In ArtQuest, we are happy to have the honor of exhibiting Valarie Jean Bailey's quilt work titled, "Trees, Friends on the UGRR". This work tells the story of the Underground Railroad, and of Harriet Tubman, who freed 300 slaves in the south in led them to freedom in the north. Below is a blog post written by Greenhill Intern, Jordan Robinson.
Black History Month is the celebration of the African American's contribution to the welfare of our country through culture, ingenuity, entrepreneurship, and social reform. During this time, we showcase the work of Valarie Jean Bailey, fiber artist from Eastern North Carolina. Displayed in ArtQuest, is the story quilt she constructed, called "Trees, Friends on the UGRR". Valerie writes:
Making a quilt is like planting a tree
"'Trees' was created to help you tell the story of how trees are friends to runaway slaves (passengers) on the Underground Railroad [UGRR]. When you look at the panels, the story will unfold. Trees provided food, cover, shelter, and direction for those traveling the Under Ground Rail Road. They are shown in all four seasons, Winter; Spring; Summer; and Fall. Other 'friends' included free blacks, Quakers, and Abolitionists who provided safe houses and assistance along the way. Quilts that contained messages and maps in their designs were hung outside for passengers to read. The North Star Guided them by night as they followed the 'Drinking Gourd' (Big Dipper) in the sky. Harriet Tubman was the most famous conductor on the UGRR. She made 19 trips back south and helped to free 300 men, women, and children."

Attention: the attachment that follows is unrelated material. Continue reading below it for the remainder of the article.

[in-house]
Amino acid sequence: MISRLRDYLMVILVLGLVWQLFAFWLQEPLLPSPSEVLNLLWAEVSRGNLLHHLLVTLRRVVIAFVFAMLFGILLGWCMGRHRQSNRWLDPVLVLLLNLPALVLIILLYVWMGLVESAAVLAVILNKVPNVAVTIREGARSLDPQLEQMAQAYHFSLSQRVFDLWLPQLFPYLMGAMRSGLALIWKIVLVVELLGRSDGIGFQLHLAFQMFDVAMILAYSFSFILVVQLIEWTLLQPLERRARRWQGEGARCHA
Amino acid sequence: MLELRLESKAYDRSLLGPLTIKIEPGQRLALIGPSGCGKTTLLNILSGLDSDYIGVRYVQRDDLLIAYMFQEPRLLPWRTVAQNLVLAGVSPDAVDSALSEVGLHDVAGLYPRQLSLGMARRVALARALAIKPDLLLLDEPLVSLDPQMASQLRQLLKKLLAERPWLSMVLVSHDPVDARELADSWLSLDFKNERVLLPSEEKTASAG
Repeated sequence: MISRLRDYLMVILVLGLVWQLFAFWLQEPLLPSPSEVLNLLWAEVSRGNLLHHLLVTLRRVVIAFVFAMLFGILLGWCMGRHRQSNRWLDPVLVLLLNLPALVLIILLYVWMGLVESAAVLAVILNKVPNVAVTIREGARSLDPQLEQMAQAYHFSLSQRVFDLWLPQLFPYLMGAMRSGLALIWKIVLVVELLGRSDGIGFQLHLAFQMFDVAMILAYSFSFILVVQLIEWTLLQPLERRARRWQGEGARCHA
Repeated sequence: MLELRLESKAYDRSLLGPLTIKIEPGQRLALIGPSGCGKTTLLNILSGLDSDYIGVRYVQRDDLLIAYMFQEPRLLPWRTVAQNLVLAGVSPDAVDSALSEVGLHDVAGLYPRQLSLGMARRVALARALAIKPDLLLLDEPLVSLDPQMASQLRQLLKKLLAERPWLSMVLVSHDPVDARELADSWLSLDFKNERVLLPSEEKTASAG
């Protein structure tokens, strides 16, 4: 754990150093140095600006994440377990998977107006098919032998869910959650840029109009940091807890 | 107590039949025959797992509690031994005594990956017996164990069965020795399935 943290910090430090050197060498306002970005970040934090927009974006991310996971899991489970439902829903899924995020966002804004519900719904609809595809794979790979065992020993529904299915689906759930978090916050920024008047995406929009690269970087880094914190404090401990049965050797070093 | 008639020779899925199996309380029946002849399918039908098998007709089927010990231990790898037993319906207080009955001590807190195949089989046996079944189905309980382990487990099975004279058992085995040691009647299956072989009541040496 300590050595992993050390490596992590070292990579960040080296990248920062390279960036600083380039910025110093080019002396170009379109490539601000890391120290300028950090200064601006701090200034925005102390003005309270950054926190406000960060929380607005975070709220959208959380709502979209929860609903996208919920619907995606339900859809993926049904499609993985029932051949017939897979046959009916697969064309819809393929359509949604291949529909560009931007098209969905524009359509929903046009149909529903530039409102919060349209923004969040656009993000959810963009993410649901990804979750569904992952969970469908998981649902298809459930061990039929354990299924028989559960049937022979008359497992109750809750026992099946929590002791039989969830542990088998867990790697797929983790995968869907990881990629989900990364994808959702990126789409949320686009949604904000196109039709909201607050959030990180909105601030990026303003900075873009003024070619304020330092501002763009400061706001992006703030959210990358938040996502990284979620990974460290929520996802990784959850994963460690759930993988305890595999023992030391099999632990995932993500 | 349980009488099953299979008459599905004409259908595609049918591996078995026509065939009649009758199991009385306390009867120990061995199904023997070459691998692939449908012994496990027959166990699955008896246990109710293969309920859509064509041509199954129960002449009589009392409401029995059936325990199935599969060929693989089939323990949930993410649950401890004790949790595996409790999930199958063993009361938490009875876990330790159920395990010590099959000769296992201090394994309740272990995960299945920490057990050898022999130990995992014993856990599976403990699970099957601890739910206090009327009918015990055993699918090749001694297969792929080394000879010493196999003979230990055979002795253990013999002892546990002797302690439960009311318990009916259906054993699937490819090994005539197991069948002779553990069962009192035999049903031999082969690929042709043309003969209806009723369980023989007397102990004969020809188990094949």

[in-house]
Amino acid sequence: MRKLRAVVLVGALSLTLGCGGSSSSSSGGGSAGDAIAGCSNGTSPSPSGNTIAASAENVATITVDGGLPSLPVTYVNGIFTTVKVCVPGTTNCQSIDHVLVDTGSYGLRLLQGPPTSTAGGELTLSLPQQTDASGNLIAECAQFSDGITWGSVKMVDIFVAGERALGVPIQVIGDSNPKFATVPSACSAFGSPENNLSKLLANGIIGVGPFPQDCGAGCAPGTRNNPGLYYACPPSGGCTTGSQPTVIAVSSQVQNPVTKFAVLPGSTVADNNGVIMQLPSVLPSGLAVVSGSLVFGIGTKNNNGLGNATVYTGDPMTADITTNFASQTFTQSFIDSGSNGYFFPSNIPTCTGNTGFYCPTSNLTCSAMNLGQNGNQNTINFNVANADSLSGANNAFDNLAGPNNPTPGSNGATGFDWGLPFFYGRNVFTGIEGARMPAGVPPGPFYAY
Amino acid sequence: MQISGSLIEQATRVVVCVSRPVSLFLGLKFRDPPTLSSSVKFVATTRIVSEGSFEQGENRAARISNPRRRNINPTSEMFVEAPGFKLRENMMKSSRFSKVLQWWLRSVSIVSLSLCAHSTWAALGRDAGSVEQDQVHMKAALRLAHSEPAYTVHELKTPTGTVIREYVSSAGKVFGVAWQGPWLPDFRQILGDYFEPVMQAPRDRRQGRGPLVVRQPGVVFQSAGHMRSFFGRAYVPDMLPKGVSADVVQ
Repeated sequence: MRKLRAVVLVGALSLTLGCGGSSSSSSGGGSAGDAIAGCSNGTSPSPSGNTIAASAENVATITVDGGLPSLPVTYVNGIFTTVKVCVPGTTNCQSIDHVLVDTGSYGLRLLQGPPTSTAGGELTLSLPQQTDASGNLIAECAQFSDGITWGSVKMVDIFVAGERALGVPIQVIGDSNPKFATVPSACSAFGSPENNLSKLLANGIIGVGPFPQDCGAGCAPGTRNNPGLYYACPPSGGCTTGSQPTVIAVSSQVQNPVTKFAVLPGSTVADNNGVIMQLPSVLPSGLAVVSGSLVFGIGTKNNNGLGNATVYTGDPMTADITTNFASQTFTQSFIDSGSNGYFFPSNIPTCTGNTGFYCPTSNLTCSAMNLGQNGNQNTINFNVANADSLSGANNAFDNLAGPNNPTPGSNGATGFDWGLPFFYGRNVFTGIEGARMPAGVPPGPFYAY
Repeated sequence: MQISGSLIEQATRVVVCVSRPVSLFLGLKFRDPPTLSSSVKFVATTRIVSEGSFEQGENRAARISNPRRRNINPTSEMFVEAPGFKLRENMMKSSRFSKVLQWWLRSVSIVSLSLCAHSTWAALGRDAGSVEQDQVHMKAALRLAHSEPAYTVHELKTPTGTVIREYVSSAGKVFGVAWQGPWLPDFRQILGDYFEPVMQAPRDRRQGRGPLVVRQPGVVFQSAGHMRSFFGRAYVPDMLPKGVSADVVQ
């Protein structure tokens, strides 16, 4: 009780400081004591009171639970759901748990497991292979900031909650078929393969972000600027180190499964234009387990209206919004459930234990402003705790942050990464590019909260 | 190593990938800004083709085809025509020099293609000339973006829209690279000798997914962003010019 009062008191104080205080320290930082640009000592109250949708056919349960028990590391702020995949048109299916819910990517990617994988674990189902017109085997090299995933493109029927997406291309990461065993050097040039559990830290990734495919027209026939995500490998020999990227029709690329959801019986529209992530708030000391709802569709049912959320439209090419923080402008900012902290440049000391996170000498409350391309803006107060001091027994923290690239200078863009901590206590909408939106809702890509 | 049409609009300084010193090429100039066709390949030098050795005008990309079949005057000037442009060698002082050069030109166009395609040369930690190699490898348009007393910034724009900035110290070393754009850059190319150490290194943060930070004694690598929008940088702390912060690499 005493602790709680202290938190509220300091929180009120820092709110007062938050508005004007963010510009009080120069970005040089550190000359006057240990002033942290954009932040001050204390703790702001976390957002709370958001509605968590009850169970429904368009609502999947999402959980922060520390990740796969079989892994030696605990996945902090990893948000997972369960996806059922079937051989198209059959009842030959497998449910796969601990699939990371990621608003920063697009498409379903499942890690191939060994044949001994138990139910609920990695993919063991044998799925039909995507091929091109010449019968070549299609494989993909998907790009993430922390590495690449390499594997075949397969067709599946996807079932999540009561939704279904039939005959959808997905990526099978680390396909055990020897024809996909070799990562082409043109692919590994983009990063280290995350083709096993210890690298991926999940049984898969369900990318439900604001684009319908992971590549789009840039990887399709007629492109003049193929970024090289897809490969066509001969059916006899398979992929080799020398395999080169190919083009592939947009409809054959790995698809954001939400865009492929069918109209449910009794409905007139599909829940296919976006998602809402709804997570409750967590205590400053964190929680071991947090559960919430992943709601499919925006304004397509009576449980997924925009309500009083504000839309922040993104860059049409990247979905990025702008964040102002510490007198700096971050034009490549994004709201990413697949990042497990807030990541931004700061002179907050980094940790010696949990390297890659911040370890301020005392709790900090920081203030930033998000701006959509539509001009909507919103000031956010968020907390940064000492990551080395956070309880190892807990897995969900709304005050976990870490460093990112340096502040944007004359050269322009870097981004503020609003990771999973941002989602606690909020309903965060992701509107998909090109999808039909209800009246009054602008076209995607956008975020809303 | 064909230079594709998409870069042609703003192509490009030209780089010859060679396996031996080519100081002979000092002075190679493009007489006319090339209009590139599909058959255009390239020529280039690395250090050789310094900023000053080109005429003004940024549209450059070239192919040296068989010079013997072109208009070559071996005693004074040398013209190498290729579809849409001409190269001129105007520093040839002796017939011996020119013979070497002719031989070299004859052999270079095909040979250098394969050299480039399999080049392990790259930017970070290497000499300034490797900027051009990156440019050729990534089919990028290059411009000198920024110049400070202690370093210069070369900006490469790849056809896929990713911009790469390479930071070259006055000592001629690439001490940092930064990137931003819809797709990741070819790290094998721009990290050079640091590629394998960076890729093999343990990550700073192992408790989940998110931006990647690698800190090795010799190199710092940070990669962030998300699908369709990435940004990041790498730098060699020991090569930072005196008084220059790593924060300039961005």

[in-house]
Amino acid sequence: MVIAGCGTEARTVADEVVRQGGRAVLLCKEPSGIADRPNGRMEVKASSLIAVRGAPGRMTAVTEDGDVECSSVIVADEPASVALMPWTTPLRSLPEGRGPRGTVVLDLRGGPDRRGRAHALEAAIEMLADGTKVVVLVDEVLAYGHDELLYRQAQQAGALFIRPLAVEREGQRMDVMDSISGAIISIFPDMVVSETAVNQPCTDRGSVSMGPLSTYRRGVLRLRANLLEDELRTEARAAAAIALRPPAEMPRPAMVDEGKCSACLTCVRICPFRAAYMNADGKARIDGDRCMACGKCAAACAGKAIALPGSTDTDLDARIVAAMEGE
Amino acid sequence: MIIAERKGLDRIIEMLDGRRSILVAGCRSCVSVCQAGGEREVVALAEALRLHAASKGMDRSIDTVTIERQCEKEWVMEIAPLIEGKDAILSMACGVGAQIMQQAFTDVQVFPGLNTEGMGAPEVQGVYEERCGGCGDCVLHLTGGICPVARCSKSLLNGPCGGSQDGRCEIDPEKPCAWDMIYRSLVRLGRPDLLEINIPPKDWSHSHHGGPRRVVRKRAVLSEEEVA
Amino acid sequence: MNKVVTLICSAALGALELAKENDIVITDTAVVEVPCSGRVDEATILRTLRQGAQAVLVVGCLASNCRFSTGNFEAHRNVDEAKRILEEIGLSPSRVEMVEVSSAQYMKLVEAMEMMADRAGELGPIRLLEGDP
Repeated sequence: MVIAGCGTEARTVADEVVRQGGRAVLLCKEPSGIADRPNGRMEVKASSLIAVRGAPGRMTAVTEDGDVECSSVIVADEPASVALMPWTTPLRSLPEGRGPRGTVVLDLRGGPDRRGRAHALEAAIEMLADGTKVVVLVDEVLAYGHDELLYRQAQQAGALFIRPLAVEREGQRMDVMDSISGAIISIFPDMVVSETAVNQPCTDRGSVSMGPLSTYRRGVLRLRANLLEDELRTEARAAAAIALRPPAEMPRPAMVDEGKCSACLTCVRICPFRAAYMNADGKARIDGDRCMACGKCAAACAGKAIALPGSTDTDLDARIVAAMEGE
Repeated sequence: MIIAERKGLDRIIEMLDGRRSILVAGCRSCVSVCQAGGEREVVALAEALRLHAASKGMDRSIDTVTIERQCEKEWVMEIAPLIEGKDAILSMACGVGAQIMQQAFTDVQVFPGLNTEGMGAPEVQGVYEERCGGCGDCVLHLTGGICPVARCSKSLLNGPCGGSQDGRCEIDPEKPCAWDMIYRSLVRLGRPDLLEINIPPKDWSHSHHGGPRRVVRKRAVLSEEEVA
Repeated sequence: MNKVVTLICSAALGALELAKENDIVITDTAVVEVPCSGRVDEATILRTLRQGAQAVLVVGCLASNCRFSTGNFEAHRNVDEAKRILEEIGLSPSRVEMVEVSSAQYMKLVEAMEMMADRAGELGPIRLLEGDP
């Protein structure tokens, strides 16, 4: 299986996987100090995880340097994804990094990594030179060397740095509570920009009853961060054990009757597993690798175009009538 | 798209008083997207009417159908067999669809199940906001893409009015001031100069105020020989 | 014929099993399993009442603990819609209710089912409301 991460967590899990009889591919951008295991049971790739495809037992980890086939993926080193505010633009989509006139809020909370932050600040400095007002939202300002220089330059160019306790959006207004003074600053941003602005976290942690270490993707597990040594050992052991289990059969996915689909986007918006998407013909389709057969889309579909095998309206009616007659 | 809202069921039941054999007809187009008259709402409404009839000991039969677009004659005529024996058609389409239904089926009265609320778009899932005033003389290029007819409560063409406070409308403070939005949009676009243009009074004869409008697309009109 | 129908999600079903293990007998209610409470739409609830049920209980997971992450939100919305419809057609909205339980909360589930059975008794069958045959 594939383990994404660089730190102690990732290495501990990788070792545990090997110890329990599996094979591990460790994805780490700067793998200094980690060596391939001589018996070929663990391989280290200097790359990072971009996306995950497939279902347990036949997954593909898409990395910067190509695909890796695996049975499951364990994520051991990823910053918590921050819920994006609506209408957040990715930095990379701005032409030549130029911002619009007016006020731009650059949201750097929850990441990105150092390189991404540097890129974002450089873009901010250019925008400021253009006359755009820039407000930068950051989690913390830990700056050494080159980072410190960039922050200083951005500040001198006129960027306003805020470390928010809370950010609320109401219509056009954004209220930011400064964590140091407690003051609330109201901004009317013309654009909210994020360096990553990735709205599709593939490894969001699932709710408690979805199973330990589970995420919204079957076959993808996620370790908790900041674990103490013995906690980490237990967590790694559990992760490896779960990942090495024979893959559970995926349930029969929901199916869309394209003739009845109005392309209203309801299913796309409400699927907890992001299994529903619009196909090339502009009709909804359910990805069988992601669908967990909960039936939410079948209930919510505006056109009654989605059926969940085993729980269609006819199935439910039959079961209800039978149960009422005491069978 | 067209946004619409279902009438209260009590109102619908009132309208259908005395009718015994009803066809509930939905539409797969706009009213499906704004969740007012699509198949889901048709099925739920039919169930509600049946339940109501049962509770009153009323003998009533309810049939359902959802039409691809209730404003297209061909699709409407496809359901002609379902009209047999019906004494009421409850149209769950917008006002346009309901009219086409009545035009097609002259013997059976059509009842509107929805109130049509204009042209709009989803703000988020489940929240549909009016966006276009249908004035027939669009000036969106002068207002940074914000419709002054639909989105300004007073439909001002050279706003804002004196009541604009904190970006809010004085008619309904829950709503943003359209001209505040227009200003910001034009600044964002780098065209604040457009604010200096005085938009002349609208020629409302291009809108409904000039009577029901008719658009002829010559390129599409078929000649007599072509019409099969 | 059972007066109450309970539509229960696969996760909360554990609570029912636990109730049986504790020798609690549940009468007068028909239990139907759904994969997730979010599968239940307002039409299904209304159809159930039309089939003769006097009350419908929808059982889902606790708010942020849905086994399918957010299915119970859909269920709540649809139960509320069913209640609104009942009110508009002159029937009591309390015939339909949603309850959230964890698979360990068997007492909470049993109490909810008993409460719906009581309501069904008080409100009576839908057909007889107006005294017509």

Bailey's work has been exhibited before in The Gallery at Greenhill. She is a wonderful friend to our staff and we are honored, and proud showcase this work which is an exhibit in ArtQuest. I interviewed Mary Young, Director of Education and Community Partnerships, to discover more about Bailey's important involvement in ArtQuest's development and history.
"Artists play an integral role in ArtQuest by sharing perspectives, methods and ideas and inspiring visitors to explore their own creativity," Mary explained, "When we met Valarie Jean Bailey through a teacher workshop we knew that she was amazing and asked if she would like to help us create a fiber station exhibit. In no time Valarie presented a small panel of what is now a larger piece which not only reveals the story of Harriet Tubman but brings in ecological ideas as well. The piece is entitled 'Trees, Friends on the UGRR' and so when students examine the work they are asked to think about the role of the trees in the plight of the slaves escaping to freedom.One of the most important things about ArtQuest is that North Carolina artists were, and are, involved in sharing their work and ideas, allowing children and families to be inspired and even use a technique or a medium in their own work."
And with that, we look forward to building more bridges to better understanding each other as people and our backgrounds through art and design. By this, we can build a stronger community that benefits everyone. - Jordan Robinson